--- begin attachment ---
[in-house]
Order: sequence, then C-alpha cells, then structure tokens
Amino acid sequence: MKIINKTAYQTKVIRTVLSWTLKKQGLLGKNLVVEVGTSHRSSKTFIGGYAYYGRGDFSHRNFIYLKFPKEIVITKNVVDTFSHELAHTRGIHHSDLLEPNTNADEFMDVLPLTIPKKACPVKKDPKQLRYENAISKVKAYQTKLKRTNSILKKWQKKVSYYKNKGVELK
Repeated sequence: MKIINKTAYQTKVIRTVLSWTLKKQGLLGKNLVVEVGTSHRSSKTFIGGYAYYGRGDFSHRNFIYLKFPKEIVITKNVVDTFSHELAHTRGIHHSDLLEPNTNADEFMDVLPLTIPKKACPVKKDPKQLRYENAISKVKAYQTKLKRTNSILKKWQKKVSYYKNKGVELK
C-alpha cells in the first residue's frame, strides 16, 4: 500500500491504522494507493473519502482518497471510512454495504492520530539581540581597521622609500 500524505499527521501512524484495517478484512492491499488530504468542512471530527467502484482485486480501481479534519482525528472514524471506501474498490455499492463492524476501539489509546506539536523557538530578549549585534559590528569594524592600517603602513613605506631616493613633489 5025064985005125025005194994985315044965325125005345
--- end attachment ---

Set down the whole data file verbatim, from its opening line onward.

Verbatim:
[in-house]
Order: sequence, then C-alpha cells, then structure tokens
Amino acid sequence: MKIINKTAYQTKVIRTVLSWTLKKQGLLGKNLVVEVGTSHRSSKTFIGGYAYYGRGDFSHRNFIYLKFPKEIVITKNVVDTFSHELAHTRGIHHSDLLEPNTNADEFMDVLPLTIPKKACPVKKDPKQLRYENAISKVKAYQTKLKRTNSILKKWQKKVSYYKNKGVELK
Repeated sequence: MKIINKTAYQTKVIRTVLSWTLKKQGLLGKNLVVEVGTSHRSSKTFIGGYAYYGRGDFSHRNFIYLKFPKEIVITKNVVDTFSHELAHTRGIHHSDLLEPNTNADEFMDVLPLTIPKKACPVKKDPKQLRYENAISKVKAYQTKLKRTNSILKKWQKKVSYYKNKGVELK
C-alpha cells in the first residue's frame, strides 16, 4: 500500500491504522494507493473519502482518497471510512454495504492520530539581540581597521622609500 500524505499527521501512524484495517478484512492491499488530504468542512471530527467502484482485486480501481479534519482525528472514524471506501474498490455499492463492524476501539489509546506539536523557538530578549549585534559590528569594524592600517603602513613605506631616493613633489 5025064985005125025005194994985315044965325125005345